LIASSON: That is such a good question because Elizabeth Warren started this race with the best organization, the best political skills, the ability to tell her personal story and explain her plans in commonsense, down-to-earth language, and it just didn't take off. People who wanted a progressive candidate went to the original OG, Bernie Sanders.

DETROW: (Laughter).

LIASSON: And then she started bleeding votes to other candidates who appealed to liberal, college-educated Democrats like Pete Buttigieg. Some of it was gender. Some of it was strategic mistakes that she made when she came out with a plan to pay for mandatory Medicare for All without raising taxes on the middle class. Turns out she had to raise taxes on everything else that moved. I think that books will be written about what happened to Elizabeth Sanders - I'm sorry...

MARTIN: Elizabeth Warren.

LIASSON: ...Elizabeth Warren's wonderful campaign.

MARTIN: Right.

DETROW: And I don't know if necessarily her supporters would all go to Bernie Sanders if she does, in fact, drop out of this race. We have seen in the last few contests she draws a lot of support from high-income, high-education people, people who live in cities, women in particular. I don't know if that's necessarily the Sanders base.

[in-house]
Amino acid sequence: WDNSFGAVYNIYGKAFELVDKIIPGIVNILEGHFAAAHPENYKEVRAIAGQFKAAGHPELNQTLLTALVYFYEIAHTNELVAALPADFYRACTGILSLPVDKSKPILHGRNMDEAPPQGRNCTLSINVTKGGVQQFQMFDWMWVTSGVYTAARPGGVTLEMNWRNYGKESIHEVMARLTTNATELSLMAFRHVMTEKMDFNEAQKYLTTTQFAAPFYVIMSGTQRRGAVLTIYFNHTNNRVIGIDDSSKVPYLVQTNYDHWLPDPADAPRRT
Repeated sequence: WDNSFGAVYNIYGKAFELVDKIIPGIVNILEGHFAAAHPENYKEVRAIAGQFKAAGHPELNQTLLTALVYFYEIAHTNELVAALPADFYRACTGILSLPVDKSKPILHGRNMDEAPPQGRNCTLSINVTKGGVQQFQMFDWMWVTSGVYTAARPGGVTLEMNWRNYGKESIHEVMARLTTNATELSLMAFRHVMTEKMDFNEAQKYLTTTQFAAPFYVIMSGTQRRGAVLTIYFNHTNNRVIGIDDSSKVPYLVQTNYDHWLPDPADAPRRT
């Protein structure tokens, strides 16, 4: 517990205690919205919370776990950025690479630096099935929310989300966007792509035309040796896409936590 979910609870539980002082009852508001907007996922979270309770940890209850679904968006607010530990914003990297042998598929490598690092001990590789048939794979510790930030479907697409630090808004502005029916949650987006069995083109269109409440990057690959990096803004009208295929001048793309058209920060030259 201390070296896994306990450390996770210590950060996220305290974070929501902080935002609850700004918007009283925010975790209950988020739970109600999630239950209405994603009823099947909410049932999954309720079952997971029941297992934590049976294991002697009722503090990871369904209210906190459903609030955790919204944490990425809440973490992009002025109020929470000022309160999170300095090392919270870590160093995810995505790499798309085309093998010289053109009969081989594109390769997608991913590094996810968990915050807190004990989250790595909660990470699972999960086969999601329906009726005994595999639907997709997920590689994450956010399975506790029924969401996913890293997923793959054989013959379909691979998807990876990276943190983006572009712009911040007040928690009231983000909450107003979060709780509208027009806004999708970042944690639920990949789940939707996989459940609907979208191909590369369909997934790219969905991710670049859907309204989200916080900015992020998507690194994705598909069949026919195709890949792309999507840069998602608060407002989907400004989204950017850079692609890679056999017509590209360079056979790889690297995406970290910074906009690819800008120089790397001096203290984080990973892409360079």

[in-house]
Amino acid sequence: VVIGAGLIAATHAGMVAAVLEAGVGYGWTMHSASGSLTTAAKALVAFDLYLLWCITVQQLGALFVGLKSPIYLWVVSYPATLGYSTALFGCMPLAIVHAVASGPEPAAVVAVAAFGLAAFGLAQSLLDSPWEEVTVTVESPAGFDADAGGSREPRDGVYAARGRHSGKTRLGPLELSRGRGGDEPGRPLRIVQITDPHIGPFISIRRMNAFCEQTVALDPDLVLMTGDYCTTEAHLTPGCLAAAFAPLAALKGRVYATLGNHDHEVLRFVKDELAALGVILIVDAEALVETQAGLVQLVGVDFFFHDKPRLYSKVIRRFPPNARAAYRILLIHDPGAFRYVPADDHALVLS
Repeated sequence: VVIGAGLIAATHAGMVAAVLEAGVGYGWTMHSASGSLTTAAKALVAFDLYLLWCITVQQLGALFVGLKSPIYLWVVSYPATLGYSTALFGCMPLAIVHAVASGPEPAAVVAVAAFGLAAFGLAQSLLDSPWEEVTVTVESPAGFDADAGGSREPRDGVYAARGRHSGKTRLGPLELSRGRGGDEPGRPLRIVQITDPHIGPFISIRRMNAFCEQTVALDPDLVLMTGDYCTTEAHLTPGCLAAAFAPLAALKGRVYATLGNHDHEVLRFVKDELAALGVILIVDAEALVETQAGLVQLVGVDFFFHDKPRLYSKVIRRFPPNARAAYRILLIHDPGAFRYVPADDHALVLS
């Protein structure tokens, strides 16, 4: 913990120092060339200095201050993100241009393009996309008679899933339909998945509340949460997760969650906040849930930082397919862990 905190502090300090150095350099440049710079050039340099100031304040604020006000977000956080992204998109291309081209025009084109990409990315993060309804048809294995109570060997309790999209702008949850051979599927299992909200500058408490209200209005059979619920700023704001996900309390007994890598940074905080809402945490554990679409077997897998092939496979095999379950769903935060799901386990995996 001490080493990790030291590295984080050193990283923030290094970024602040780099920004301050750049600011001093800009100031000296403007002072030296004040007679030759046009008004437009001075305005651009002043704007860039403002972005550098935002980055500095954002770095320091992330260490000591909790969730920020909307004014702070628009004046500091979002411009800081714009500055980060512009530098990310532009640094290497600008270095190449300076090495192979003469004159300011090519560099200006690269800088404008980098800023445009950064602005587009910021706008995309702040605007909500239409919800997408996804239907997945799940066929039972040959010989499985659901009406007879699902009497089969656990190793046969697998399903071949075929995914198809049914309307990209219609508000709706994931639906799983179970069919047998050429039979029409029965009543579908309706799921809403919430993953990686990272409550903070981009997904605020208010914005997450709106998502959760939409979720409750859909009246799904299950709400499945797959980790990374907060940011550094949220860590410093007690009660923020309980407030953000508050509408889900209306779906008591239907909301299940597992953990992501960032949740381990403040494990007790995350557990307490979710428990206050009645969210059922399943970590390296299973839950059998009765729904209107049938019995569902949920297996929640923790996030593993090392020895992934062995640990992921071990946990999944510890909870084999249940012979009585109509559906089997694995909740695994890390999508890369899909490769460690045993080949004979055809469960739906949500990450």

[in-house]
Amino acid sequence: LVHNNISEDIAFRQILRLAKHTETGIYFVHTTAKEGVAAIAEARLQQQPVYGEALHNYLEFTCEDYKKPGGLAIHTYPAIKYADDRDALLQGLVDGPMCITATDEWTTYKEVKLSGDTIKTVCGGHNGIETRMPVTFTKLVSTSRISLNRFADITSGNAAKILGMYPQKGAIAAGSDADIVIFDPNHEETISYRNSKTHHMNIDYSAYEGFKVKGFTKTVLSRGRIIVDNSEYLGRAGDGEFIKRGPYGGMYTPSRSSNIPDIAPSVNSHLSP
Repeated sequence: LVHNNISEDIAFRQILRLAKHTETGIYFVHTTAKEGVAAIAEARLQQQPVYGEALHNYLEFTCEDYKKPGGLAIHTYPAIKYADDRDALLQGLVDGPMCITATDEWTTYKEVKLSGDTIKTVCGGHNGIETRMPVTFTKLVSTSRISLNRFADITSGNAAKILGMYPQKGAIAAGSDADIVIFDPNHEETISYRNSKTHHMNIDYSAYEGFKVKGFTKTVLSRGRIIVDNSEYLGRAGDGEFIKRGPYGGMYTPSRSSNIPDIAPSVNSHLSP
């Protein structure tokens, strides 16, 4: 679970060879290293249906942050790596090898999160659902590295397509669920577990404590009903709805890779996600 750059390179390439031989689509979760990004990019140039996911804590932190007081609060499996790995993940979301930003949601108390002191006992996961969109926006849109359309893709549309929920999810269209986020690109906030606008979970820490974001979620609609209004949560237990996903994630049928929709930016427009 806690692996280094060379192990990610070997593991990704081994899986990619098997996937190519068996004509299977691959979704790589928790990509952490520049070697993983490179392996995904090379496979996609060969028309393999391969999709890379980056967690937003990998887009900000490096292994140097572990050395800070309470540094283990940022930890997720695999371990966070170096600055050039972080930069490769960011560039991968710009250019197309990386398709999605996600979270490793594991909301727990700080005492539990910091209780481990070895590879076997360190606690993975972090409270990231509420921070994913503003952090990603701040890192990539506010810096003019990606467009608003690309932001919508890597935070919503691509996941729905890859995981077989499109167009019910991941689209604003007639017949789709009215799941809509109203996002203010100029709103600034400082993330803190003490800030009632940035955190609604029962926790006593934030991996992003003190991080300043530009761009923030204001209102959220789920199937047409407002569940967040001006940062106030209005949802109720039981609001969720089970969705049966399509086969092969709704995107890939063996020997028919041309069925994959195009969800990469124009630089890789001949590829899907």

MARTIN: So just one more note on that Bernie Sanders ad and the need to build a coalition, right? I mean, we saw Joe Biden do so well with African Americans, not just in South Carolina but across the board on Super Tuesday. Clearly, Bernie Sanders feeling like that's a demographic that he needs to figure out a way to build.

LIASSON: I think it's a little late. The states coming up have a lot of African Americans. The Hispanics that vote in Florida, which votes in two weeks, are not the kind of Hispanics that are going to be happy about Bernie Sanders' comments about Fidel Castro.

MARTIN: Scott, final thoughts?

DETROW: You know, one interesting thing that producer Barbara Sprunt and I noticed is, as the night went on, the Sanders supporters in the crowd seemed more happy, more optimistic. It's almost like having everyone against them and being the underdogs is the natural state for Sanders...

LIASSON: (Laughter).

DETROW: ...Not that state of being the front-runner of the past month.

MARTIN: Right. We'll see how that unfolds. NPR's Scott Detrow and Mara Liasson with news that Mike Bloomberg has dropped out of the presidential race, now endorsing Joe Biden.

Thanks, guys.

DETROW: Thank you. Transcript provided by NPR, Copyright NPR.